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Question of the Day
NEW YORK (AP) — Superstorm Sandy grounded more than 10,000 flights across the Northeast and the globe, and it could be days before some passengers can get where they’re going.
According to the flight-tracking service FlightAware, more than 13,500 flights were canceled for Monday and Tuesday, almost all related to the storm. By early Tuesday morning, more than 500 flights scheduled for Wednesday also were canceled.
Major carriers such as American Airlines, United Airlines and Delta Air Lines canceled all flights into and out of three New York-area airport, the nation’s busiest airspace. About one-quarter of all U.S. flights travel to or from New York airports each day, so cancelations here can dramatically impact travel in other cities.
Delays rippled across the U.S., affecting travelers in cities from San Francisco to Atlanta. Others attempting to fly out of Europe and Asia also were stuck.
Narita, the international airport near Tokyo, canceled 11 flights Tuesday — nine to the New York area and two to Washington. All Nippon Airways set up a special counter at Narita to deal with passengers whose flights had been canceled.
“All flights to New York yesterday and today are canceled. What will happen tomorrow no one knows,” airline spokeswoman Megumi Tezuka said.
Sandy caused Eric Danielson to miss his first day of work at Langley Air Force Base in Virginia. He thought he would be looking at a two-hour layover in Hartsfield-Jackson Atlanta International Airport on his way from San Francisco to Norfolk, Va.
But Sandy changed his schedule. “Now it’s beginning to be a 28-hour layover until tomorrow,” he said Monday.
Hurricane Sandy converged with a cold-weather system and made landfall over New Jersey on Monday evening with 80 mph winds. The monstrous hybrid of rain and high wind — and even snow in some mountainous inland areas — killed at least 16 people in seven states, cut power to more than 6 million homes and businesses from the Carolinas to Ohio, caused scares at two nuclear power plants and stopped the presidential campaign cold.
The storm was forecast to head across Pennsylvania before taking another sharp turn into western New York by Wednesday morning, bringing heavy rain and local flooding.
The flight cancelations were on par with a major winter storm in early 2011 that forced 14,000 flights to be scrapped over four days.
Businessman Alan Shrem was trying to return home to Boca Raton, Fla. His Monday morning Cathay Pacific flight from Hong Kong to New York’s Kennedy Airport was canceled.
He learned he could be stuck in Hong Kong for nearly a week because the next available seat was Nov. 4. He was put on a waiting list for seats that could become available earlier.
“They just say: Yeah, it’s a pretty big waiting list,” said Mr. Shrem, throwing up his hands. In the meantime, he’ll have to fork out $400 a night to continue staying at a nearby hotel. The airline won’t pay for accommodation for stranded passengers if delays are weather-related.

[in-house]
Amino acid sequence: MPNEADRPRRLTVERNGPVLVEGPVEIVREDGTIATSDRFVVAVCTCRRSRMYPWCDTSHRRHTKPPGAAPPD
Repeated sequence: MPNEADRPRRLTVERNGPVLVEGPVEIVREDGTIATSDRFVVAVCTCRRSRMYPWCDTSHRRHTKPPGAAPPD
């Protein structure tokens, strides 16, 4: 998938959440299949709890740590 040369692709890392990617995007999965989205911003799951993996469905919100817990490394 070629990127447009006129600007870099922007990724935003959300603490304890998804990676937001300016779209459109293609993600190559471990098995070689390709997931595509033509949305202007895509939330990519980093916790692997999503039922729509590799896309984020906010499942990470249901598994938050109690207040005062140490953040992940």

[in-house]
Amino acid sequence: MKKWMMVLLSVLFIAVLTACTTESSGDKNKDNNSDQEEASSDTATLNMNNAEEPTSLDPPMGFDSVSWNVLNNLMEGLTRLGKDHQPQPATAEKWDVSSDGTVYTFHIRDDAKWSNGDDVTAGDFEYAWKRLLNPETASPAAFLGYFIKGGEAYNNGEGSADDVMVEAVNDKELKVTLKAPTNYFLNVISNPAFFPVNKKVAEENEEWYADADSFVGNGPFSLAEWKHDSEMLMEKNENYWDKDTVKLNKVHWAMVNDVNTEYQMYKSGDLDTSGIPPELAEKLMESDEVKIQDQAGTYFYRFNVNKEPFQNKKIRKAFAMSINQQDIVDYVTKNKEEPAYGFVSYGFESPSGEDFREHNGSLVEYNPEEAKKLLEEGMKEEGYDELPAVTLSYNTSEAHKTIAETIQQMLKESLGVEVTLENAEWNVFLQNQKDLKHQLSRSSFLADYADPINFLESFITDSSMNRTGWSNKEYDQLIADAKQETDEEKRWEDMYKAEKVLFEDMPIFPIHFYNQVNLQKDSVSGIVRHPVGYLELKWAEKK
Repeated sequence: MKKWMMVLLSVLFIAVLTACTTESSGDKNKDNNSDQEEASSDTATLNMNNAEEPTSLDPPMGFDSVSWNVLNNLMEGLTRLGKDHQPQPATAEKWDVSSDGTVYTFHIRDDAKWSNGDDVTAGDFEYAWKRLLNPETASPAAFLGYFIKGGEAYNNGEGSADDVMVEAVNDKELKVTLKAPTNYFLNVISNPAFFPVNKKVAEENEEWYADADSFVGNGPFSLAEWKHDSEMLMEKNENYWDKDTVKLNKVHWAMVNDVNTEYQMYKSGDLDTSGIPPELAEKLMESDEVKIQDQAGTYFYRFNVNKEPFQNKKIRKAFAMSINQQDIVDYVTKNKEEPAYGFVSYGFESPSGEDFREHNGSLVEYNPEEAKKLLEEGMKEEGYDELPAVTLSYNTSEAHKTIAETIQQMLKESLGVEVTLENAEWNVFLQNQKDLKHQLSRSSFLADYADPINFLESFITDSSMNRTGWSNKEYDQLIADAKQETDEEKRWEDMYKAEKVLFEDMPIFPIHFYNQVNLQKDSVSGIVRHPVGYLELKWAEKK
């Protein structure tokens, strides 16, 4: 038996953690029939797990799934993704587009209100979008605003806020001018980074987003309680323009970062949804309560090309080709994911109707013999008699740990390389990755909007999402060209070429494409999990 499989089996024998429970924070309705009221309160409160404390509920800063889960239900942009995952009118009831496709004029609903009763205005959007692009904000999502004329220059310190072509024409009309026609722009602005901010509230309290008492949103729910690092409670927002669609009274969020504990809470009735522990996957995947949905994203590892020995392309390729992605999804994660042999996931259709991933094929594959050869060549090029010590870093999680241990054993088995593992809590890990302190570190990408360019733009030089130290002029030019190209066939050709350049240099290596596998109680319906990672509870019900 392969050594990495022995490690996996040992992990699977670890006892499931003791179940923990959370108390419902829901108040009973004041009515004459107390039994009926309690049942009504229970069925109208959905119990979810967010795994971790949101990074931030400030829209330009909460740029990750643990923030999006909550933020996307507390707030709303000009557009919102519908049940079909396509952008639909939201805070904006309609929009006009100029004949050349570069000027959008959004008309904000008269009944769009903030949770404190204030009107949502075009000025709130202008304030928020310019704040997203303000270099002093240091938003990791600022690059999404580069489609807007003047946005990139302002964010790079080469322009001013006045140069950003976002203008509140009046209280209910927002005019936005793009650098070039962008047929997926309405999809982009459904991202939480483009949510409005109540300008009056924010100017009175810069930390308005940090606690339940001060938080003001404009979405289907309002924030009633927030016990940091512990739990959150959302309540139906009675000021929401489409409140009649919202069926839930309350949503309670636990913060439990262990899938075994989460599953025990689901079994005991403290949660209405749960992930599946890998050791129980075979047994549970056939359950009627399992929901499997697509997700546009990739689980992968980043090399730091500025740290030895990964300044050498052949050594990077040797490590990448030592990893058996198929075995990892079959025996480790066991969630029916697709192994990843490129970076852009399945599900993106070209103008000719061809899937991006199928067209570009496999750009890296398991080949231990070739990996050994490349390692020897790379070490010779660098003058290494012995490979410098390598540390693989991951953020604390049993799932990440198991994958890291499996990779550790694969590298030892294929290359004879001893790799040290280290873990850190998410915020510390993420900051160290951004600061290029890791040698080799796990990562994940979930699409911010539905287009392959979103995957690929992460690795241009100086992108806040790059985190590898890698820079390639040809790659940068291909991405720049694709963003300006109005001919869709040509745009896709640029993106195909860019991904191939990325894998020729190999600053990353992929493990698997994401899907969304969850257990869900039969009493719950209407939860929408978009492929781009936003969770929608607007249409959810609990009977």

Even if storm damage is minor, it could be a week before operations are normal at major East Coast airports, said Angela Gittens, director general of the Airports Council International, a trade group for airports worldwide.
“The storm has such a wide swath and so many major airports are involved that it’s going to take some time (to recover) because those airplanes are so far away,” said Ms. Gittens, who served as aviation director at Miami International Airport during several hurricanes from 2001 to 2004.
Airports in metropolitan New York were open, but air carriers were not operating. The Port Authority of New York and New Jersey said Monday that travelers shouldn’t even try to go to Kennedy, Newark Liberty, LaGuardia and Stewart airports.
JetBlue Airways Corp. canceled 1,200 flights for Sunday through Tuesday. The airline is hoping to resume flights at its Kennedy Airport hub Wednesday but is worried about flooding of the airport’s runways since they are all basically at sea level and near bodies of water, according to Rob Maruster, the company’s chief operating officer.
The impact on airline’s bottom lines is unclear. Many of the customers on flights currently being canceled will reschedule later on, so the airlines will still collect the fares. But the cost of parking planes for days, along with potential damage, will undoubtedly cost airlines millions.
Travelers overseas could wait days to get to the East Coast of the U.S.
Frankfurt Airport in Germany canceled 12 incoming and nine outgoing flights because of the storm, adding to 12 it scrapped on Monday. Spain’s biggest airports in Madrid and Barcelona axed 19 flights, on top of 13 canceled the day before.
British Airways cut another 11 return flights to and from the East Coast on Tuesday, adding to 20 on Monday, when London’s Heathrow Airport canceled a total of 59 flights to and from the U.S.
Air India said its daily flights to Newark and JFK had been halted since Sunday.
South Korea’s Korean Air said it canceled three flights to New York and one flight to Washington on Monday and Tuesday. Asiana Airlines canceled its Tuesday flight to New York. Its Monday flight to JFK was delayed by 26 hours, then was postponed again by another 26 hours.
Hong Kong’s Cathay Pacific Airways had canceled six New York flights by Tuesday. The airline said another New York flight via Vancouver will only go as far as the Canadian city.
David Koenig in Dallas, Kate Brumback in Atlanta, Kelvin Chan in Hong Kong, Youkyung Lee in Seoul, Yuri Kageyama in Tokyo, David McHugh in Frankfurt and Ciaran Giles in Madrid contributed to this report.
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